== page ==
In a later writer's words, the offices of the borough presidents were created to preserve "local pride and affection for the old municipalities" after consolidation.[14]

Borough presidents gradually gained more authority, assisting in the formulation of more aspects of the city budget and controlling land use, contracts, and franchise powers. Officials of political parties sometimes rewarded faithful public servants with nomination to the borough president position in primary elections, or election of an interim borough president via the aldermen or councilmen whose votes they controlled, in return for political patronage. The borough presidents positions were also sometimes stepping-stones to other elective offices such as judgeships. and in the case of Robert F. Wagner, Jr., mayor, although some borough presidents served for decades.

On March 22, 1989, the Supreme Court of the United States, in Board of Estimate of City of New York v. Morris (489 U.S. 688) unanimously declared the New York City Board of Estimate, which had no parallel anywhere else in the United States, unconstitutional on the grounds that Brooklyn, the city's most populous borough, with a population of 2.2 million at the time, had the same representation on the board as Staten Island, the city's least populous borough, with 350,000 residents, and therefore was a violation of the Fourteenth Amendment's Equal Protection Clause pursuant to the high court's 1964 "one man, one vote" decision.[13][15]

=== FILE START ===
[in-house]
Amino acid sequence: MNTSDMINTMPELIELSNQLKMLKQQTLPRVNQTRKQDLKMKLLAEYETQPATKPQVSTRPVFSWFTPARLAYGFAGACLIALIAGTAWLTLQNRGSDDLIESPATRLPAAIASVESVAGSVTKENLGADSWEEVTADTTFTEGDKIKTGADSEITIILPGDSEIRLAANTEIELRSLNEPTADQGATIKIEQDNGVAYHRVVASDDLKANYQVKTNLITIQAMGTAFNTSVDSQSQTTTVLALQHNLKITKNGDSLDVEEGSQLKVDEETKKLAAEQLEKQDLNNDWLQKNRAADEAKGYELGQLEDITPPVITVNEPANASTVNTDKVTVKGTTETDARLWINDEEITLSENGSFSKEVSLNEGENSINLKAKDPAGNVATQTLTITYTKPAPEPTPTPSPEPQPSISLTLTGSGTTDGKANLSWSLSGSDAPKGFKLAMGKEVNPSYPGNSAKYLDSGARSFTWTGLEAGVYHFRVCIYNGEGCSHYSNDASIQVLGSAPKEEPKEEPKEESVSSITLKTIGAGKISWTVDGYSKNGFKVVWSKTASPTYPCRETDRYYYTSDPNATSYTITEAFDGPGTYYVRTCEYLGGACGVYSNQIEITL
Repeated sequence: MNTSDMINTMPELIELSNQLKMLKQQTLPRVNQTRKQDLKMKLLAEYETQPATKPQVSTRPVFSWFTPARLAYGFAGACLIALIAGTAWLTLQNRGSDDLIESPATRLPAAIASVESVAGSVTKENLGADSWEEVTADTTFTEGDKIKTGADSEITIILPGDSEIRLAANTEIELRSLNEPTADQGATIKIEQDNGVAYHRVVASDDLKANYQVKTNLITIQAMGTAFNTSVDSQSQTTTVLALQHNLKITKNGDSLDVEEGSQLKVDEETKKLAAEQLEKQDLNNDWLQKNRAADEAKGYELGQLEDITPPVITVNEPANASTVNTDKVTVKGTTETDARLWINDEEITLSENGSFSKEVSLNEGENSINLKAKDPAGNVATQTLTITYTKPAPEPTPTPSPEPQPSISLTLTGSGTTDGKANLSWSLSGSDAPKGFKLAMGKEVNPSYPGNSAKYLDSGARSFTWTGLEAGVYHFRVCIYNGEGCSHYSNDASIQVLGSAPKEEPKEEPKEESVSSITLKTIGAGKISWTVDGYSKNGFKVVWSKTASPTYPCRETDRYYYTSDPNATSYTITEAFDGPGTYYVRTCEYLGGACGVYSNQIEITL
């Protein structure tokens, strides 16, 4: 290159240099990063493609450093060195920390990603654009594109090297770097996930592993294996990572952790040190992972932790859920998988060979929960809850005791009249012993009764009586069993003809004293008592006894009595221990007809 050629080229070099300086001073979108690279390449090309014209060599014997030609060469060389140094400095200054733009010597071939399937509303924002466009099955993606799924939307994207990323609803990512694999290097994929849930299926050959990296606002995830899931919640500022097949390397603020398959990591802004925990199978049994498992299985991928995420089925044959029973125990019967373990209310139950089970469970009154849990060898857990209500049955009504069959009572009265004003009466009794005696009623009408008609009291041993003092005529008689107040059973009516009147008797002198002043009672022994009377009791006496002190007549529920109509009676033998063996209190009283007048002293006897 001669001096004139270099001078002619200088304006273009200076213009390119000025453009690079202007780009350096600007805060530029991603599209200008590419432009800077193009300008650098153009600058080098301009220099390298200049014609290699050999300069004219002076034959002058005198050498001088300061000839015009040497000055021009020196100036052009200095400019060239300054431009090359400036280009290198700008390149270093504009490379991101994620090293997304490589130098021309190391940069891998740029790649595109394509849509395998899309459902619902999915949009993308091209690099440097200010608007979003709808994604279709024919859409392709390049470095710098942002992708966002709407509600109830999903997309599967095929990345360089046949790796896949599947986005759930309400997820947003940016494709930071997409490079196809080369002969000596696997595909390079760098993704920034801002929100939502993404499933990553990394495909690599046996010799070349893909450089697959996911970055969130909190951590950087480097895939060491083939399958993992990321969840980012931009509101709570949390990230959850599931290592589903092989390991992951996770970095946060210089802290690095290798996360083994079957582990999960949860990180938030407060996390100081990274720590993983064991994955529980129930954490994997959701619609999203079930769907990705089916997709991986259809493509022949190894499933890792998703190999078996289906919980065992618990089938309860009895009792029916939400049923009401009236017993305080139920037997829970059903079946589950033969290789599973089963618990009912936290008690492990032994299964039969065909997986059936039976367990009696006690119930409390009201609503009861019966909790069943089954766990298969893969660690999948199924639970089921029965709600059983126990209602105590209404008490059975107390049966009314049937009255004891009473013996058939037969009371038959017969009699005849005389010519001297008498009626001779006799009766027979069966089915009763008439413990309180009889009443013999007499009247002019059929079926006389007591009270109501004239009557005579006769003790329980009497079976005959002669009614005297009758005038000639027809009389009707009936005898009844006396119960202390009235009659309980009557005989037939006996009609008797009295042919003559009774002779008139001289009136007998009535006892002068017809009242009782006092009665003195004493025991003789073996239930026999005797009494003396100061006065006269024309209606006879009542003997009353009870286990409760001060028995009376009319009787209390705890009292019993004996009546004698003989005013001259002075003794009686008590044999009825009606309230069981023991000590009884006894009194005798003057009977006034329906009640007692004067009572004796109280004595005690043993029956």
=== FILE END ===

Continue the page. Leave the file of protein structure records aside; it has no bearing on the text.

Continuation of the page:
The city charter was quickly revised and passed in a referendum that fall, and the Board of Estimate was abolished. The offices of the borough presidents were retained, but with greatly reduced power. The borough budgets became the responsibility of the mayor and City Council. Borough presidents currently have a relatively small discretionary budget for projects within their boroughs. The last significant power of the borough presidents, to appoint members of the New York City Board of Education, was abolished when the Board of Education became the Department of Education on June 30, 2002.

The two major remaining appointments of the borough presidents are one member each on the City Planning Commission[16] and one member each of the Panel for Educational Policy. Borough presidents generally adopt specific projects to promote while in office, but since 1990, have been mainly the ceremonial leaders. Officially, they advise the Mayor on issues relating to their boroughs, comment on land-use items in their boroughs, advocate for their boroughs' needs in the annual municipal budget process, appoint community boards, chair the boroughs' boards, and serve as ex officio members of various boards and committees. They also act as advocates for their boroughs at mayoral agencies, the City Council, the New York State government, public corporations, and private businesses.